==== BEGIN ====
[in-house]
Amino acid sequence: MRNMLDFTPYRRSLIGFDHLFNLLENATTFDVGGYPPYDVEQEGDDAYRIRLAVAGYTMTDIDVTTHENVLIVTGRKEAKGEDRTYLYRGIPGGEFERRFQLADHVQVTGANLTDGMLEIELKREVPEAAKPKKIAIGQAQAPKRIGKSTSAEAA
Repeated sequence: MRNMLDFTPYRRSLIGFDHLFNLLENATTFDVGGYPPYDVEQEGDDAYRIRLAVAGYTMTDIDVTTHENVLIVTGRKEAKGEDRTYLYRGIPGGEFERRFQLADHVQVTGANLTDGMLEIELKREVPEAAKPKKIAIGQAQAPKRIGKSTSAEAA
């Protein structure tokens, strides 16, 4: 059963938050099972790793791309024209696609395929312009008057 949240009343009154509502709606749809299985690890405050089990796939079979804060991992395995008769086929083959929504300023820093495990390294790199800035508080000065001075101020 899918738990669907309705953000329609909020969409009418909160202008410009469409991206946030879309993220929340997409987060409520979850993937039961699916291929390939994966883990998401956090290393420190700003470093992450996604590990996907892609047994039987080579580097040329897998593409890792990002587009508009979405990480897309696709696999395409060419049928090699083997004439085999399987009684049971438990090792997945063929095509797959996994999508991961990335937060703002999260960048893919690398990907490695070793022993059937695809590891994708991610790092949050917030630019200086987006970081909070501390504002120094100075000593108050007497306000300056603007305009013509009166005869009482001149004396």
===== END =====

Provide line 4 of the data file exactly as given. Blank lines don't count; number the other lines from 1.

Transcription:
């Protein structure tokens, strides 16, 4: 059963938050099972790793791309024209696609395929312009008057 949240009343009154509502709606749809299985690890405050089990796939079979804060991992395995008769086929083959929504300023820093495990390294790199800035508080000065001075101020 899918738990669907309705953000329609909020969409009418909160202008410009469409991206946030879309993220929340997409987060409520979850993937039961699916291929390939994966883990998401956090290393420190700003470093992450996604590990996907892609047994039987080579580097040329897998593409890792990002587009508009979405990480897309696709696999395409060419049928090699083997004439085999399987009684049971438990090792997945063929095509797959996994999508991961990335937060703002999260960048893919690398990907490695070793022993059937695809590891994708991610790092949050917030630019200086987006970081909070501390504002120094100075000593108050007497306000300056603007305009013509009166005869009482001149004396």